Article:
The only time this is a direct gender/prejudice issue is when we’re talking about public criticism/ humiliation for deliberately creating an appearance that doesn’t give clear gender signals. This is usually a hegemonic cis-gendered society alienating and shaming those who diverge from those constructed norms but is still as likely to be enforced by cis gendered women as it is by cis gendered men.

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  • 13 June 2014 at 12:23 am
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    I can only speak to my personal experience but I do believe the policing of women’s bodies is patriarchal in nature and that men do it to women more than women do it to women and for different reasons. I think to suggest that women have some kind of ‘beauty paranoia’ independent of men is simplistic and reductive. I won’t even bother with the inherent sexism in that specific terminology, except to say it’s really fucking irritating, dismissive and suggests you don’t engage enough in women’s issues to have an substantive opinion about them.

    Anyways, when I started working in a strip club the other dancers didn’t tell me to tan up and lighten my hair because they had a vested interest in me being sexually appealing to them, they told me these things because they understood the game. They were right, I made more money with tanned skin and blond hair. The women with fake breasts also generally made more money. Where I work now producing content for (mostly) men to jack off to I have access to statistics that tell me exactly what gives the majority of these men hard ons and it’s unfortunately not the woman jcat describes. You can’t fault an individual for their sexual preferences (unless they get on community forums and lament pubic hair, or the lack of, which they often do) but it’s certainly a function of the patriarchy and it certainly disproportionately effects women. These dudes erections have influence. They pay bills. Which leads me to my next point.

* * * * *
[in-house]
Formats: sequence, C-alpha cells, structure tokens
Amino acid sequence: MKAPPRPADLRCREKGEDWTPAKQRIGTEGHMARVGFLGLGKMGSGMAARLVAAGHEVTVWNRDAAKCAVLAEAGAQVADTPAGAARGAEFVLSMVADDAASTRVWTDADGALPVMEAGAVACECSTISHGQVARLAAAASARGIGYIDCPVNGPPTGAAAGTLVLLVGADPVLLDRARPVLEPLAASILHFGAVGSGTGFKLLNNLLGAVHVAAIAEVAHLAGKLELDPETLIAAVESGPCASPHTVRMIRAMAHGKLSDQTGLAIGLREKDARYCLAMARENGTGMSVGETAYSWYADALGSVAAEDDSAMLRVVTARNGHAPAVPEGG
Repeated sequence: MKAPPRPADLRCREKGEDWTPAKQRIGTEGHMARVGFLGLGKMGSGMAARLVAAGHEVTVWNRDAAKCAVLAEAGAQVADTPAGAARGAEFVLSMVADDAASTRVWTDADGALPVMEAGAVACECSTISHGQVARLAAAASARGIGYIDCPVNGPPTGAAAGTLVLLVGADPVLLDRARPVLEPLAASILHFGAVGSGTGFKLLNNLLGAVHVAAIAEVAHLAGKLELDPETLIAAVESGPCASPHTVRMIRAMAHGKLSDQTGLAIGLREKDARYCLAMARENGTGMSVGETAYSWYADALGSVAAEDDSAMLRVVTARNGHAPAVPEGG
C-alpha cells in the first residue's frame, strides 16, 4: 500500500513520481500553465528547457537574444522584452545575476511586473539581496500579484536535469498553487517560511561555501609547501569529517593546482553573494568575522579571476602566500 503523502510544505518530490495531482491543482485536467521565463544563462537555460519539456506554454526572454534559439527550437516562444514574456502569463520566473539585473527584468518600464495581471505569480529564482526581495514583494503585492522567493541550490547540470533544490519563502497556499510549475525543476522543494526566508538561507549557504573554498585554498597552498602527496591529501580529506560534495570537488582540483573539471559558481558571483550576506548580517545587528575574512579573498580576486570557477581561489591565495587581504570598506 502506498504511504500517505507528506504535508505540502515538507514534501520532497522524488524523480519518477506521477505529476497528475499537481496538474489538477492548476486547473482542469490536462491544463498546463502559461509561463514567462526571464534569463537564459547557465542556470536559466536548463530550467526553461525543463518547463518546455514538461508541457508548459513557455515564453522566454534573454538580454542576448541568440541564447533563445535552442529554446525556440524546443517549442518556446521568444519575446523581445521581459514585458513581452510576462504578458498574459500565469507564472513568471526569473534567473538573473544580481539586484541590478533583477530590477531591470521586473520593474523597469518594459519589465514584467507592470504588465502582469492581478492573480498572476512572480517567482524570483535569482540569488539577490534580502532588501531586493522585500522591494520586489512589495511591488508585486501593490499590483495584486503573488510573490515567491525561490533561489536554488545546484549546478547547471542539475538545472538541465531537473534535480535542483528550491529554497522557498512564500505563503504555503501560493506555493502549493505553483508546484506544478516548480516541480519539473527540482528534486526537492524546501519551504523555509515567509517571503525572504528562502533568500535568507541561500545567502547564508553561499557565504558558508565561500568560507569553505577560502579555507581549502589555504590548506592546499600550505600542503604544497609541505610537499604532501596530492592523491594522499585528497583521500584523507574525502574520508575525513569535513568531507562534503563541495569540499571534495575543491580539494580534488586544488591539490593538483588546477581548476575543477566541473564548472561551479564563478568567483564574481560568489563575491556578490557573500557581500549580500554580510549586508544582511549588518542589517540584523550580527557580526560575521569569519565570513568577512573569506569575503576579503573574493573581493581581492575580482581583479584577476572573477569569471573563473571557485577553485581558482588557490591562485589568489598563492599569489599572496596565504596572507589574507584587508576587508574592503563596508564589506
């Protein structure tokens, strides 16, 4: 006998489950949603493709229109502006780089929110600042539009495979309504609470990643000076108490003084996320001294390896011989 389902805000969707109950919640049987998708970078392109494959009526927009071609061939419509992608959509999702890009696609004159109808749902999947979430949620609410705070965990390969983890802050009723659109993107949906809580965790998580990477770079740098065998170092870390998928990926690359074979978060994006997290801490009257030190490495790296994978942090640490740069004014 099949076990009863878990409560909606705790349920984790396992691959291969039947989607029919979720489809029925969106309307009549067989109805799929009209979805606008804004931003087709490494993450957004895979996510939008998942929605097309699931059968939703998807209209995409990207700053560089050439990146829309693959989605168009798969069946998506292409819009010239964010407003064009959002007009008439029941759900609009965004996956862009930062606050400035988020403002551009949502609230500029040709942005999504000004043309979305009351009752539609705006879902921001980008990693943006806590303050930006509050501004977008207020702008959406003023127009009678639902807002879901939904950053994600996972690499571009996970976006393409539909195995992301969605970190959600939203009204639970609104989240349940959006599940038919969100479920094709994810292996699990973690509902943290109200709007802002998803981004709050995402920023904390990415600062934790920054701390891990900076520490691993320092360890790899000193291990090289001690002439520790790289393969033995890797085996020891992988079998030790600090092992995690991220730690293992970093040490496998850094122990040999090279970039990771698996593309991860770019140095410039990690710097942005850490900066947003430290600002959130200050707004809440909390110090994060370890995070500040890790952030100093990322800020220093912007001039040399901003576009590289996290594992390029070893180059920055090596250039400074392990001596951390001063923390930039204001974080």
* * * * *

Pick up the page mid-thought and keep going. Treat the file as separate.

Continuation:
If the representations of the women that we see in media content is a form of body policing, and I would say it is, who is making these representations? Film and television is still hugely dominated by male directors and producers and while it’s getting better, for every Jenji Kohan and Melissa McCarthy there’s still about 8 Matthew Weiners and 20 Seth Rogans. Not to mention Seth has always got or is getting a hot babe. It’s worth noting that a man, Chris Culvenor created ‘The Shire’.

    Maybe these male versions of hegemonic femininity are so pervasive and ubiquitous that they feel meaningless to you Brian, but this shit seeps in, gets all over the place, sticks to fucking everything. The entitlement to judge and discuss a womans body certainly felt natural to a large group of teenage boys who thought it was so funny to yell out ‘some cum, some prettier’ to my teenage friend and teenage self as we walked together in a park at night. It took me a long time to stop wondering, who was prettier? We told each other that they were the prettier.